Two years after that, old crippled man with a shock of white hair appears at his office door, announcing that he is none other than Peachey. He spins a wild tale of he and Dravot ruling Karifistan as kings. The crazed tale includes killing the camels for food, murdering a man for his cart, killing the mules dragging the car for food and taking up sides with the winning party in a civil war among the Kafirs. At this point, Dravot seemed to go insane with power, acting like a king and ordering the natives around. He also conned them into thinking he knew Imbra, the idol god they worshiped. At this revelation, the people began to worship him.
Dravot’s reign was marked by negotiated peace settlements, land cultivation plans and even the establishment of a legal system. When Peachey made his way to a nearby valley and found the people there were starving, he brought them back with him to the first valley and gave them land. A visit to another valley and made peach with the chief of Baskai by threatening him if he did otherwise. When Peachey started teaching the natives to drill, he decided to take his newfound army with him to other villages while Dravot did the same elsewhere. Reunited months later, the two small armies had now expanded into a large single military unit. Dravot started to suggest that he was the offspring of Alexander the Great by then and boasted of great riches in their lands.
The realization of a kingdom and the crown to rule it eventually stimulated Dravot to end his military might and instead create a Freemason kingdom. To their surprise, the natives were quite familiar with Freemasonry which prompted him to declare him a Grand Master and announce his intention to build a lodge for initiation rites. Over Peachy’s objections, Dravot oversaw the transformation of their temple for Imbra into a lodge at which Dravot claimed to be the godhead.
Suspicions raised by one priest merely turned out to confirm his story in the eyes of the people while Peachey became content to take on the role of commander-in-chief. When Dravot decided that he needed a wife, Peachey reminded him of the terms of their contract forbidding this. Nevertheless, Dravot chose a bride, but when she was brought to him, she was so terrified at the prospect of marrying a god that she reacted by biting him on the neck, causing him to bleed profusely and reveal that he was not a god after all.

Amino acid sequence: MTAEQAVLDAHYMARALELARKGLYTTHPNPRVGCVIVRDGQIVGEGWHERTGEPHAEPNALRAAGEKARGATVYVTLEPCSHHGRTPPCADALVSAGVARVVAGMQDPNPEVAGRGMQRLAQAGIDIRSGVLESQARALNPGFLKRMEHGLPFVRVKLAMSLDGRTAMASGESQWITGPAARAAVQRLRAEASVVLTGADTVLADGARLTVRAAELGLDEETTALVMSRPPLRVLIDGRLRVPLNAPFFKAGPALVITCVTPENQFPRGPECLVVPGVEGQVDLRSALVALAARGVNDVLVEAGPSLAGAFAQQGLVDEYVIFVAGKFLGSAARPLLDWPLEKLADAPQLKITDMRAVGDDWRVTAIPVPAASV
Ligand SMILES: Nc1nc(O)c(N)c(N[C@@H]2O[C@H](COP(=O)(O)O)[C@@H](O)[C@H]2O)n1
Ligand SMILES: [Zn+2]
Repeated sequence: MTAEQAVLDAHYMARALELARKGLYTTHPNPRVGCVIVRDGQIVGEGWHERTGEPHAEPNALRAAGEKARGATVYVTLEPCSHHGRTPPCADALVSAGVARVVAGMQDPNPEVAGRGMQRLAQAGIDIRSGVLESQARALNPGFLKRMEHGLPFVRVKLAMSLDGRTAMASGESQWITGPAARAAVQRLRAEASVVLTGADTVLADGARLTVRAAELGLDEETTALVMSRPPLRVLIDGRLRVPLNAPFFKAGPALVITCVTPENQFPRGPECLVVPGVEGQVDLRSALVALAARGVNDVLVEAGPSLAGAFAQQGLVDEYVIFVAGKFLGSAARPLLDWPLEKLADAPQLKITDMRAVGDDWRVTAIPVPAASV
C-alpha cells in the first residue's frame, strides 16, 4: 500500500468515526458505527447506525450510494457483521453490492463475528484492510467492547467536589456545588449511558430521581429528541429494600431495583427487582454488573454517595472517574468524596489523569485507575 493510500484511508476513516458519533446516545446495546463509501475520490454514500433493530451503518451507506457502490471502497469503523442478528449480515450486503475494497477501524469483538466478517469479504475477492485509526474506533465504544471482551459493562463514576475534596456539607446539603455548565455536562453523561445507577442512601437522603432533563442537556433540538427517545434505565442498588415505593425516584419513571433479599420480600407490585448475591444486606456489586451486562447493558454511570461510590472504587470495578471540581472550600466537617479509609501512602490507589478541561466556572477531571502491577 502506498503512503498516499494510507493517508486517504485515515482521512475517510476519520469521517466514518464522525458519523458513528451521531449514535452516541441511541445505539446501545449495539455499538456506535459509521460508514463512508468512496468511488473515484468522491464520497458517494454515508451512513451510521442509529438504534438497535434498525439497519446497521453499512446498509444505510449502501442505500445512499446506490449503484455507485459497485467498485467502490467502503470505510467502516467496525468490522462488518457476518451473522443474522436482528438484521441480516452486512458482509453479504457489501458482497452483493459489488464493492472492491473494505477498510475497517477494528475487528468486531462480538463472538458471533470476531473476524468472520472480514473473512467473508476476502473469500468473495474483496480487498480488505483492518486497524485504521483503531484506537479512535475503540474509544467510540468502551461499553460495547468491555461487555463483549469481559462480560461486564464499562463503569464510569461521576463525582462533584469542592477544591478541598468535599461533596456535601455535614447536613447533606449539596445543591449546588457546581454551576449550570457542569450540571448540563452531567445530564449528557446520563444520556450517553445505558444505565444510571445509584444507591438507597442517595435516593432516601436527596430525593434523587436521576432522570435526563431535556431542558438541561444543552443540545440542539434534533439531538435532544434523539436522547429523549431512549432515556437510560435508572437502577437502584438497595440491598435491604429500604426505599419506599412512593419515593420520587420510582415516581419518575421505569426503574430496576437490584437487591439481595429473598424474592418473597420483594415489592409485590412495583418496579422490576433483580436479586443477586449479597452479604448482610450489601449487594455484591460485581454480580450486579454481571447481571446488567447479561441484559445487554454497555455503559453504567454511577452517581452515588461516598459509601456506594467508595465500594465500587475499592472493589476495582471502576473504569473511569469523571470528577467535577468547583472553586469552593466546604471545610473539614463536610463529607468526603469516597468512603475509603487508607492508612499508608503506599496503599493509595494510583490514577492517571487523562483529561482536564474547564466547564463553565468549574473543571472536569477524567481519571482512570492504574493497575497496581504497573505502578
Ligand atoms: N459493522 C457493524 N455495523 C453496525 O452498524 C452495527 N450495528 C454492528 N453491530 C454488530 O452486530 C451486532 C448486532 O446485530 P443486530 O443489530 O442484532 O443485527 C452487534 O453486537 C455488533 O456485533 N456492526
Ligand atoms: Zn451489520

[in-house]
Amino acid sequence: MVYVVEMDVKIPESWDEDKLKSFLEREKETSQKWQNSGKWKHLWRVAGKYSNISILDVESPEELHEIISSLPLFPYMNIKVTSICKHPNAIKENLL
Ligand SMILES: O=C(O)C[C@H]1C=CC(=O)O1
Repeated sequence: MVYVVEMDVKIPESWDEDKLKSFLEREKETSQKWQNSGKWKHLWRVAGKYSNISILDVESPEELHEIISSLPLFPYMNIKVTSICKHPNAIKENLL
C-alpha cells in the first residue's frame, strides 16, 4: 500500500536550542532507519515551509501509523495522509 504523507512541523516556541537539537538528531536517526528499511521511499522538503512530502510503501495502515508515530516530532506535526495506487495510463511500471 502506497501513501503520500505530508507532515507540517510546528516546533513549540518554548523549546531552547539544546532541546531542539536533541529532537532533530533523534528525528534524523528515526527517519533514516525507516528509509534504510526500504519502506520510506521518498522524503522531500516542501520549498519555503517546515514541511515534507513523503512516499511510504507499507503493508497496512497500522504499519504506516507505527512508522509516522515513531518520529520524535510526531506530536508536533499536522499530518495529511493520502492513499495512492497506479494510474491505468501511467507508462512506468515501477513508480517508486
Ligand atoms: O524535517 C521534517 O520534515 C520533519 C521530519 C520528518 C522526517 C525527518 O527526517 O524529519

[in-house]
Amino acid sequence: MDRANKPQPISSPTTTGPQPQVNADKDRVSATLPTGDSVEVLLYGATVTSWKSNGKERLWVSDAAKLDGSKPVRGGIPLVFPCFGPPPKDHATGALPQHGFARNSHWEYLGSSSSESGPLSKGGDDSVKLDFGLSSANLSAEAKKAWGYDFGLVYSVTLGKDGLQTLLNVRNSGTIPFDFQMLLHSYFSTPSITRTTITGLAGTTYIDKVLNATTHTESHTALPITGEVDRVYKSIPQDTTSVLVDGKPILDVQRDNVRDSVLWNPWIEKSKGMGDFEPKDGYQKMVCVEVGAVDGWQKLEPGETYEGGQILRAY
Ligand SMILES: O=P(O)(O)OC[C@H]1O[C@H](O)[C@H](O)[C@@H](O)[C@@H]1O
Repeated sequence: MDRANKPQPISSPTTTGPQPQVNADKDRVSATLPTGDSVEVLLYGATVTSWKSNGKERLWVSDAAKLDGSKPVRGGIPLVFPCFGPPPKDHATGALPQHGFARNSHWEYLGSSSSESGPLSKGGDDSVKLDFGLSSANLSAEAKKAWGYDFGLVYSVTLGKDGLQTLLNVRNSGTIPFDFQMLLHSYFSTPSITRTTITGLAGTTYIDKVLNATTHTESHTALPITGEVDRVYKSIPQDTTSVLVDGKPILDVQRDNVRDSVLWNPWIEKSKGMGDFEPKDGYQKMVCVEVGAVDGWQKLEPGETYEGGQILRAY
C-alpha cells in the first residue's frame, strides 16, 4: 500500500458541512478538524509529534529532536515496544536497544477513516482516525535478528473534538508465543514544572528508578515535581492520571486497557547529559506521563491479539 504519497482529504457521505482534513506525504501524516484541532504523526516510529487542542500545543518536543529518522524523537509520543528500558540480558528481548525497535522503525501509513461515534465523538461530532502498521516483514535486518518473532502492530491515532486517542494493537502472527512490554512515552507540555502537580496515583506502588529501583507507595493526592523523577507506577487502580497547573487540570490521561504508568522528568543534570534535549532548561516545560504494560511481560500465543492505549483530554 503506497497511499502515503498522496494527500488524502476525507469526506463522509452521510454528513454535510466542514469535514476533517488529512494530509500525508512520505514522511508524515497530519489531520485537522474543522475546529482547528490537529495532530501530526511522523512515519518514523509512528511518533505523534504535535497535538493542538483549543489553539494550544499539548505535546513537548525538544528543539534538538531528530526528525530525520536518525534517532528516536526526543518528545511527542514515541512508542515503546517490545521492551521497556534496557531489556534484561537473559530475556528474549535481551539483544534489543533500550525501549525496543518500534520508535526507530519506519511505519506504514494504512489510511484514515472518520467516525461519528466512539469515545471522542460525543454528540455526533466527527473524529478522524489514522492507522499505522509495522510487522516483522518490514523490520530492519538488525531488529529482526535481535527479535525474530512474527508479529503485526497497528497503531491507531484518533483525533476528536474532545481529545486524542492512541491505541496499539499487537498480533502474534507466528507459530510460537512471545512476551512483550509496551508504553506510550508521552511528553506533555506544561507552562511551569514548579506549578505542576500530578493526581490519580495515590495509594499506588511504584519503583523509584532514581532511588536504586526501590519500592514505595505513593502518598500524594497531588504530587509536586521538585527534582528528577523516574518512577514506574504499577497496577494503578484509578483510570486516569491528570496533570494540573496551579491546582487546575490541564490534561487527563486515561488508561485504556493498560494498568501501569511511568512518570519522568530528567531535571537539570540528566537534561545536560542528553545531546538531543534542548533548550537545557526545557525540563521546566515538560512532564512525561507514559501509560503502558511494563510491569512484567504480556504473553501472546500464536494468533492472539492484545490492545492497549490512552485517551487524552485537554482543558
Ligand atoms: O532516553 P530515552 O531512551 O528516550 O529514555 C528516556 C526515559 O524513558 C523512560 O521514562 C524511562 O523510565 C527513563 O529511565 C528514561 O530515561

Dravot and Peachey took off for their lives with the natives following in hot pursuit. At long last, Dravot begged for Peachey to forgive him, promising to meet alone with crazed crowd behind them so that Peachey could escape. Peachey stuck to the loyalty clause and announced he would stick with his friend to end. When the natives reached them, they forced Dravot to walk out to the center of a rope bridge suspended high over a deep ravine. A slice of a blade send Dravot falling to his miserable death. They then turned their wrath toward Peachey whom they crucified. Having lived through to the next day, however, he was released and allow to go. Which brings him back to the office of the newspaperman, crippled and more than halfway to madness. Suddenly he decides to show the narrator what he brought back to India in his sack that he carried with him the whole way in order to keep him company. The narrator peers into the sack to see Dravot’s shrunken head topped by a gold crown.
The next day, Peachey suffers sunstroke after begging in the streets for too long. The narrator helps to transport him to a nearby mission where Peachey quickly succumbs. The whereabouts of Daniel Dravot’s withered head remains a mystery to this day.